Anyway, if you are now confused, we are still coming to terms with it too. But it was not essential for the pharaoh to be male, the role was male and had to have a female consort, Egyptian kingship was structured around two genders, they weren't quite as fussed about biology. This Smenkhkare-Neferneferuaten was either her mum (because of the name overlap), a younger sister, or another male heir who died fairly soon after taking the throne.
Therefore, according to Egyptian evidence Meritaten had a royal husband of one kind or another, and regardless of who they were, this made her a king’s great queen for around 6 years, because she was also titled great royal wife of her dad at the end of his reign. Plus she herself may have actually been pharaoh Neferneferuaten.
A basic knowledge of Amarna diplomatic language would prevent this error in Evans, who provides no other evidence to support this claim and never explains how the two met, were married or where they resided, because she can't. ‘Prince’ Abimilki rates barely 2 pages of interest before being relegated into the background. However, if Tyre in Lebanon was ‘Meritaten's city’ she technically had no reason to flee anywhere in 1335 BCE, but hey.
Meritaten being kissed by Akhenaten, with Nefertiti holding Meketaten and Akhesenpaaten.
Maketaten died young. Stele from a shrine in a private house at Amarna, Berlin Museum, my photo.
The argument for a revolution and of persecutions of loyal Atenists in 1335 BCE that these writers depend on is based on an assumption that Akhenaten somehow suppressed all worship of other gods. We know now that this is incorrect, he built a city for his personal god and suppressed the cult of Amen-re in Thebes. Other gods continued to be worshipped by the population, even in Amarna, plus the royal family were themselves worshipped at household shrines, such as the relief above.
We also now know that ‘I rebuilt the temples that were in ruins’ is a standard element of royal propaganda that pharaohs used upon coronation and Tut, Ay or Horemhab saying this tells us nothing about reality.
Therefore the revolution theory in Egyptology went out with the new millennium.
|Smenkhkare and Meritaten or Ankhesenamen and Tutankhamen? Relief possibly from Amarna.|
Berlin museum, my photo.
Ankhesenamen and Ay
God’s father Ay (left) as Tutankhamen slays an enemy, great queen Ankhesenamen
(right). Image from Davis 1912. The tombs of Harmhabi and Touatânkhamanou.
His chief queen on the other hand was always Tiy, who is the only wife mentioned in Ay's royal tomb in the Valley of the Kings. However, if he married Ankhesenamen when king, she, like her older sister Meritaten, was queen of Egypt at least twice, having been Tutankhamen’s chief queen for about 9 or 10 years (and possibly with her dad makes thrice).
Ay and his wife Tiye recieving honours for service from Akhenaten at Amarna.
Relief from the tomb of Ay at Amarna. Image ddenisen at Wikipedia.
They live as royalty for how long and then Ay deserts his favourite wife and goes into exile with a younger woman pursued by angry mobs after Horemhab becomes king? (1319+) Umm ... what?
Sure, there is evidence that Horemhab had big issues with his predecessor, however they probably won't have been about religious heresy ... my money is on power and proving he had rights to the throne when he was not connected to the royal family, the only logical way he could do this is after pharaoh Ay had died.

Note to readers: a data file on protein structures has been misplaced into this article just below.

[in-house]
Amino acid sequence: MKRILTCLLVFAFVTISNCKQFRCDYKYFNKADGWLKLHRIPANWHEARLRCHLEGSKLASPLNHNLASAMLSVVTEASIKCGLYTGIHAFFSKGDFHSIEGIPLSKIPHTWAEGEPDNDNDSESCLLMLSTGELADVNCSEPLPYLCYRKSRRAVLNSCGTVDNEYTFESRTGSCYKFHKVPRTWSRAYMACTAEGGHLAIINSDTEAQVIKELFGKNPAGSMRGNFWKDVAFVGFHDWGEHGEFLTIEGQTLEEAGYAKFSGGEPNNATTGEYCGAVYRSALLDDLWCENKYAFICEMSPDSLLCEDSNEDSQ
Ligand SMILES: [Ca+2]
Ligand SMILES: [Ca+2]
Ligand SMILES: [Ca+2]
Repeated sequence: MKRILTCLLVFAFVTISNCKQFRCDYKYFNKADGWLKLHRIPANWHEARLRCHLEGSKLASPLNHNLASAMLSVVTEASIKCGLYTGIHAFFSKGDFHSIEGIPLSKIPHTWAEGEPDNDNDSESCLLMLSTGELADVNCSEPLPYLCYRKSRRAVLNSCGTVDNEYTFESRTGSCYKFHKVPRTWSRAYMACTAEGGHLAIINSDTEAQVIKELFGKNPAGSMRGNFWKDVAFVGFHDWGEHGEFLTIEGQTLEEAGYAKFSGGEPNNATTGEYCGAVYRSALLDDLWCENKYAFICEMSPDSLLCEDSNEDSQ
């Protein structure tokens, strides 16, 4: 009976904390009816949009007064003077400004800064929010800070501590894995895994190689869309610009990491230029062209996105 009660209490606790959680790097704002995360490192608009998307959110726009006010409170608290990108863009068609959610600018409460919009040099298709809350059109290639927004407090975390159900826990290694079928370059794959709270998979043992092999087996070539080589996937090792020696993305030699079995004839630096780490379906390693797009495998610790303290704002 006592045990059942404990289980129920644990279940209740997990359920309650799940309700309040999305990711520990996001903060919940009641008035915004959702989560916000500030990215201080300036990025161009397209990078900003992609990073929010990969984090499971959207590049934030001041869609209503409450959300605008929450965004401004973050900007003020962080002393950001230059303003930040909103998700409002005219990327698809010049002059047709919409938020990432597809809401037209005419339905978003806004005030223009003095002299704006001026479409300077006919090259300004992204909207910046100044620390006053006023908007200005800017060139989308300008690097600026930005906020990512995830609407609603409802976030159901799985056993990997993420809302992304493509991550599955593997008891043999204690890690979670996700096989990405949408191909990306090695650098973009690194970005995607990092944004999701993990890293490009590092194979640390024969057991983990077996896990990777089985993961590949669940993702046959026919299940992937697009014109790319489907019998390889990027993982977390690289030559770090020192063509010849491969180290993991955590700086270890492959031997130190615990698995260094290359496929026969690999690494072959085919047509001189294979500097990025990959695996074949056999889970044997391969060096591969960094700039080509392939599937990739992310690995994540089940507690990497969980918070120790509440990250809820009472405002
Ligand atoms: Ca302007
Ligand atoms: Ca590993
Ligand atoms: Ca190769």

And I am placing this here only once ... ancient mortality rates... Ay was doing really well to get to 70.
But more importantly, we need to stop thinking like Europeans about kings and queens, Egyptian royalty were sacred, beyond the human world, they were responsible for the universe running properly. Therefore as usual the royal line continued ruling Egypt until the last available successor died, Egypt had already returned to their original religious system when Ankhesenamen was chief queen with Tutankhamen.
If you try to fit either woman into the British legends and current archaeological knowledge they would have had to have fled Egypt after 1319 BCE, then tooled around the Mediterranean for a few years, boat hopping from port to port, lived in Spain for a bit, then settled Britian around the ripe old ages of 50-ish, popping out the heir to the Gaelic peoples, with husbands who would have been in their 70s, or even 90s, or let's be realistic, pushing up daisies.
The claim that a daughter of Smenkhkare was princess Scota on the other hand is singularly hampered by the fact that there is zero evidence of one, (unless they mean Meritaten-junior), plus we still don't know if he ever existed, and if he did, was male.
All of the modern claims above treat the British evidence from The Scotichronicon, Fordun and the Book of Leinster as historically accurate, but simultaneously they strategically leave out the bits that don't fit their puzzle, and sometimes they force pieces in to make them fit (by altering the stories) ... that is actually not how historical science works.
|Painted ivory plaque, Amarna princess: Louvre E 14374. Image © Louvre|
Artistic Licence: Princesses?
Because what is essential to these romantic concoctions, is the misleading use of the word to describe these women, which immediately delegates them to inferior status in the reader’s mind. You know, as unmarried young women in a 19th century oil painting languishing around a palace on pillows shaking a sistrum, eating dates and waiting for a prince, only useful as tools for forming canny political alliances.
The ancient Egyptians simply did not work that way.
The only way you actually quit those jobs in Egypt was by dying.
When a king died, if living, his chief wife became the dowager queen, a role as ritually important as chief queen. You were responsible for running the country if the heir was underage, a semi-divine entity, a conduit for the goddesses, Hathor's earthly representative. You couldn’t just run off to Spain with some guy in your dad’s army, a vassal governor, or your grandfather (urk).
I used Kitchen's chronology for the Amarna kings. There is still some flexibility on the topic of overlaps - possible co-regencies between Akhenaten and Amenhotep III, and later with Ankhkheperure-Neferneferuaten-Smenkhkare.
N. Kawai 2010. 'Ay versus Horemhab: the Political Situation in the Late Eighteenth Dynasty Revisited'. Journal of Egyptian History 3:2.
R. Krauss 2000. ‘Akhenaten: Monotheist?, Polytheist?’ BACE 11.
Rainey 2015. The El-Amarna Correspondence.
UK A nice critique from the pov of Irish archaeology by Derek Ryan
Ancient Origins have various articles on Scota/Scotia and gleefully contradict themselves on identity and dates depending on author (because they are not in this for accuracy): Dhwty 2015; David Halpin 2016; Steven Keith 2018; Sarah Young 2019.